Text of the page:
Using a password to log in is the most straightforward approach to protect your computer from outside intrusion. If you are concerned that someone can access your computer when you are not there, you can take extra precautions to prevent this. If you’re worried about someone stealing your computer, you should invest in home security and secure it physically.

The location of your data becomes an issue here as well. Is there a USB drive involved? New approaches are needed to secure this information. Don’t let it get lost, and always have it on you. What happens when it falls out of your pocket or sits on a desk? There is such a thing as a bio-access USB drive, which uses a fingerprint scanner to ensure that only you can access its contents. This provides an extra layer of protection, making it less likely that unauthorized parties will gain access to any sensitive information you may have saved on the device.

5. LOCAL NETWORK: If you have a home network set up, it’s possible for an unauthorized user to access your computer. If someone wanted to hack into your network, they’d have to physically install a device to your network, which brings up the topic of home security again. If the Mission Impossible team is trying to hack into your home network, you have more concerns. If your network is wireless, anyone within a specific range can hack it. The need to protect one’s wireless LAN is sometimes overlooked. At the very least, you should alter your wireless router’s default login names and passwords, turn on encryption (the higher the standard, the better), and restrict access to only the persons using the network.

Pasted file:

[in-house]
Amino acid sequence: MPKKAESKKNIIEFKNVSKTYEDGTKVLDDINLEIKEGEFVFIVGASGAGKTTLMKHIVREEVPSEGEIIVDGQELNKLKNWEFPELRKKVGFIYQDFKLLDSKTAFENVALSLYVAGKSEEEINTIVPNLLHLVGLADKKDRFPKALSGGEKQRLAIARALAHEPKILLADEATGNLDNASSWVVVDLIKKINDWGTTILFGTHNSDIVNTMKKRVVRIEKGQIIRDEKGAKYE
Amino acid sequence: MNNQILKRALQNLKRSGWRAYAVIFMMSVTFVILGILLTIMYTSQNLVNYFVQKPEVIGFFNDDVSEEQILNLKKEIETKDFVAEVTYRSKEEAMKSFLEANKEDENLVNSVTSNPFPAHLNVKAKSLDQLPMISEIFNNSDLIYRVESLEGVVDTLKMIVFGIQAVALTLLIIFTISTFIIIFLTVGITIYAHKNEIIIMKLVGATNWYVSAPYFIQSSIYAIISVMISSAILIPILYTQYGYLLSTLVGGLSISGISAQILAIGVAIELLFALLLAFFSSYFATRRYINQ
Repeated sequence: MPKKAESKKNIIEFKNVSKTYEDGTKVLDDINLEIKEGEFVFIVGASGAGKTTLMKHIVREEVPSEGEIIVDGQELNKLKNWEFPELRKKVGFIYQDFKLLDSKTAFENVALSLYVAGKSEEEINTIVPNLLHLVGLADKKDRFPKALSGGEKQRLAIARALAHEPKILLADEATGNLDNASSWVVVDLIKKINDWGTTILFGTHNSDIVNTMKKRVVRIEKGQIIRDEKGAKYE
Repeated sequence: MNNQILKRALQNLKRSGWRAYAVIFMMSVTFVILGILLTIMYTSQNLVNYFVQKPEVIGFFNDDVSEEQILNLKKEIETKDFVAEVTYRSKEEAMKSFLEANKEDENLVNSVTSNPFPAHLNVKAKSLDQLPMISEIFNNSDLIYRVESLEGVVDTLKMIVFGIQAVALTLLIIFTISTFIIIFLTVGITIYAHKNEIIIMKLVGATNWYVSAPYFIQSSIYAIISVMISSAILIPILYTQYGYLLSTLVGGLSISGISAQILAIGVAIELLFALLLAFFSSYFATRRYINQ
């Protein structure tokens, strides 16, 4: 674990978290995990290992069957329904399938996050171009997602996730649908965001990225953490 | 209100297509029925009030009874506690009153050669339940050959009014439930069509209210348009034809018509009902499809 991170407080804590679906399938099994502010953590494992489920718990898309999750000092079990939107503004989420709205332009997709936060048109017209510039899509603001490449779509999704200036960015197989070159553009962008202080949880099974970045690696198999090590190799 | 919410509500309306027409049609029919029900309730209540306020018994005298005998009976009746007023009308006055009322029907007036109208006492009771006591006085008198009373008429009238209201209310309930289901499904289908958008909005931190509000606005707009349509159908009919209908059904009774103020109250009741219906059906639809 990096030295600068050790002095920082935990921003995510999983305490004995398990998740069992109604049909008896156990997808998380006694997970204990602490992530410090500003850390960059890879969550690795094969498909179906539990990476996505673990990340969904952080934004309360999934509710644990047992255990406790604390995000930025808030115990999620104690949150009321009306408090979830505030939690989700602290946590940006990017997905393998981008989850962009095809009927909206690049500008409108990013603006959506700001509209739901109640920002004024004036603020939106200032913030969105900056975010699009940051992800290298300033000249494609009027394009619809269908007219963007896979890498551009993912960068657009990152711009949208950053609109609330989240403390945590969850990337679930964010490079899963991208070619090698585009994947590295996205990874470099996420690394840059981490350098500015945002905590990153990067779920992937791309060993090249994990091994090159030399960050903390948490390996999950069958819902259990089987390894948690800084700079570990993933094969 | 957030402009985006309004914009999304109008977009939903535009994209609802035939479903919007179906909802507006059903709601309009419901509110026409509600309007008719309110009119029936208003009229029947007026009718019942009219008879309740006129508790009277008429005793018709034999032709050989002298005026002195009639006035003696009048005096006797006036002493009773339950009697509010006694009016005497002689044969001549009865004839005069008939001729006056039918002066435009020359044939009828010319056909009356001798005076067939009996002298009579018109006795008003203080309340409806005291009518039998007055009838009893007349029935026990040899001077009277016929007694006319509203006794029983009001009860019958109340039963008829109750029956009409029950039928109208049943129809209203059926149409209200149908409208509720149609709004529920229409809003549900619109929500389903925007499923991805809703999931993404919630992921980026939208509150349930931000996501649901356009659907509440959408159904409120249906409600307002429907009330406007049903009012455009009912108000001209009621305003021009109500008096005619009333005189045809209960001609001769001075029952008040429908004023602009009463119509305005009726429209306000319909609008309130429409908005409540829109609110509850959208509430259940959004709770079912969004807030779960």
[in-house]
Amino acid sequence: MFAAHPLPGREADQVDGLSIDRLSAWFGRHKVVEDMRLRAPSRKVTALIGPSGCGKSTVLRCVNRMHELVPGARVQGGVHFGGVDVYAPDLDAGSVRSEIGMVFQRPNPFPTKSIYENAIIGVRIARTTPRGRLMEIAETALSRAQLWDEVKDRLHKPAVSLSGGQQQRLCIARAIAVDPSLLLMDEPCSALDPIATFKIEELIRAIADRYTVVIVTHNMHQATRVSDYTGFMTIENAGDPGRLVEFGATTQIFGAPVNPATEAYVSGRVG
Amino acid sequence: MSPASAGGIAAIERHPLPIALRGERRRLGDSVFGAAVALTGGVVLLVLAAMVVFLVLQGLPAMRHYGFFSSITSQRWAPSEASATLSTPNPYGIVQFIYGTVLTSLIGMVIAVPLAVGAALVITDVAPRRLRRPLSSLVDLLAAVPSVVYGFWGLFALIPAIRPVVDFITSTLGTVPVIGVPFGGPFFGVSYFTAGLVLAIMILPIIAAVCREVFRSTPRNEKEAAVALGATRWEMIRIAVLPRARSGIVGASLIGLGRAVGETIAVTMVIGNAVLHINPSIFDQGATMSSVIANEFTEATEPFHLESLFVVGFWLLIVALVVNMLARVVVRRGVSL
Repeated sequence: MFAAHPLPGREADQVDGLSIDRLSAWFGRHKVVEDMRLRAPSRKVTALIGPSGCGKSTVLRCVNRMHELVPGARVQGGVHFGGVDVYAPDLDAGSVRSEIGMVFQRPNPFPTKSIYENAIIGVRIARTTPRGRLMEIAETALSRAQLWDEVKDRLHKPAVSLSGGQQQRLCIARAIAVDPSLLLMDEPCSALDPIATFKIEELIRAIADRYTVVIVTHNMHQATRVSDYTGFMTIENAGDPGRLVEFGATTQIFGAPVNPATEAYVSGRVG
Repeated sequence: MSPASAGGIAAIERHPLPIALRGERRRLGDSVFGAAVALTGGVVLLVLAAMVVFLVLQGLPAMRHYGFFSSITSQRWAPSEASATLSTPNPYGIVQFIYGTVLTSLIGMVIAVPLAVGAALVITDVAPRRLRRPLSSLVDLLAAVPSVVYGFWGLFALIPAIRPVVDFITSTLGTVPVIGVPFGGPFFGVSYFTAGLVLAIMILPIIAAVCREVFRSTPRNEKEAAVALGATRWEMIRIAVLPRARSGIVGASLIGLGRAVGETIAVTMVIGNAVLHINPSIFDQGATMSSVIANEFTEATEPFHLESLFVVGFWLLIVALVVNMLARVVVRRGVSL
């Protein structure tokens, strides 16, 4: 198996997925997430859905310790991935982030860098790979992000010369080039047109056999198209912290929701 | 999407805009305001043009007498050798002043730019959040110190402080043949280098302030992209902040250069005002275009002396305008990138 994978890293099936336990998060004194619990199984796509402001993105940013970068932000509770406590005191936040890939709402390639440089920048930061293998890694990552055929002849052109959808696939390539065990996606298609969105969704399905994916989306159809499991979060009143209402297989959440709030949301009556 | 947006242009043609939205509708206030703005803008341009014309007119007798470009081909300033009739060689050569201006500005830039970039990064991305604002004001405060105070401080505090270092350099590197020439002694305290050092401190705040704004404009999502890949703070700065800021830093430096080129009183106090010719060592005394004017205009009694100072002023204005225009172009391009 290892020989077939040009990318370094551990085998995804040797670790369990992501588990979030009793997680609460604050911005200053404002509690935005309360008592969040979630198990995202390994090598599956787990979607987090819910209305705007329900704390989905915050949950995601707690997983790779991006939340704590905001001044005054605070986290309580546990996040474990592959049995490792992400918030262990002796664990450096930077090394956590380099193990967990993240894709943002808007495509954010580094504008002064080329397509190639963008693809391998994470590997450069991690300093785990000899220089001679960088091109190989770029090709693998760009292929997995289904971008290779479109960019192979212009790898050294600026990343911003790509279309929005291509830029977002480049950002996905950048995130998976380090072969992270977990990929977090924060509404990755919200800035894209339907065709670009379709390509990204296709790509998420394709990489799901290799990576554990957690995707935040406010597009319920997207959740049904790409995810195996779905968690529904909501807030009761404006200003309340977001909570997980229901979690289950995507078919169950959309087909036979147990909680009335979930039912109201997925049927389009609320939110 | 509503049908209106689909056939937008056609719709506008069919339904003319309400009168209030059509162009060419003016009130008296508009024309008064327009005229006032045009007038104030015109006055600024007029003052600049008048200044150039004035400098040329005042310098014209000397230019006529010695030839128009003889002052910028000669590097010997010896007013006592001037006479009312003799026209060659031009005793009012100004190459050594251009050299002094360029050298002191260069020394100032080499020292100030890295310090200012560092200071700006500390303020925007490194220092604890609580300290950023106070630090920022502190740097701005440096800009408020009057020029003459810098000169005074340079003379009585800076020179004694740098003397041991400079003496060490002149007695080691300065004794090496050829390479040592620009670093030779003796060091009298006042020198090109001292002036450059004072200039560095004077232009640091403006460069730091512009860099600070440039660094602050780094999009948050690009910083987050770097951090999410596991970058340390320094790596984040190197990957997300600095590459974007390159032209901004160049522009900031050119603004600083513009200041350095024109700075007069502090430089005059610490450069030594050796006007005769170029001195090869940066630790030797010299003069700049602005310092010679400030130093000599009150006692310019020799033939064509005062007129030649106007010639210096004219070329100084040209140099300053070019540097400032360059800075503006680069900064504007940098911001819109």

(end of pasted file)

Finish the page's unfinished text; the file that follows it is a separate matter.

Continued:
While the Internet is home to many informative resources, it is also a breeding ground for a swarm of malicious actors. A hacker is typically considered a person on another computer who wants to access yours. They might be harmful, but they might not. You shouldn’t let just anyone inside your office, much less let them go through your filing cabinet.

Adding a “firewall” as your initial layer of Internet protection is essential. Firewalls can be either physical or software. If you have high-speed Internet, you likely use a high-speed modem to connect to your Internet line (cable, phone, etc.). The Internet can communicate with your computer through the modem. Hardware firewalls are sold as all-in-one wireless routers/firewall/hub devices between your computer and modem. The Linksys brand is well-known and respected. This firewall is a barrier between your network and the more comprehensive Internet, where malicious actors lurk.

A software firewall installed on your PC provides a further layer of defense because it is feasible for a hacker to bypass the hardware firewall. Although most modern versions of Windows include a software-based firewall that is enabled by default, Zone Labs provides a free version.

(a) NETWORK — software: Some hackers try to break into your computer by exploiting flaws in the program you’re using. This implies they could discover a “loophole” in Internet Explorer that grants them access to your computer’s storage space. Only by regularly checking for updates that address these issues as they are discovered would this problem be addressed. Most versions of Windows include an automatic update checker.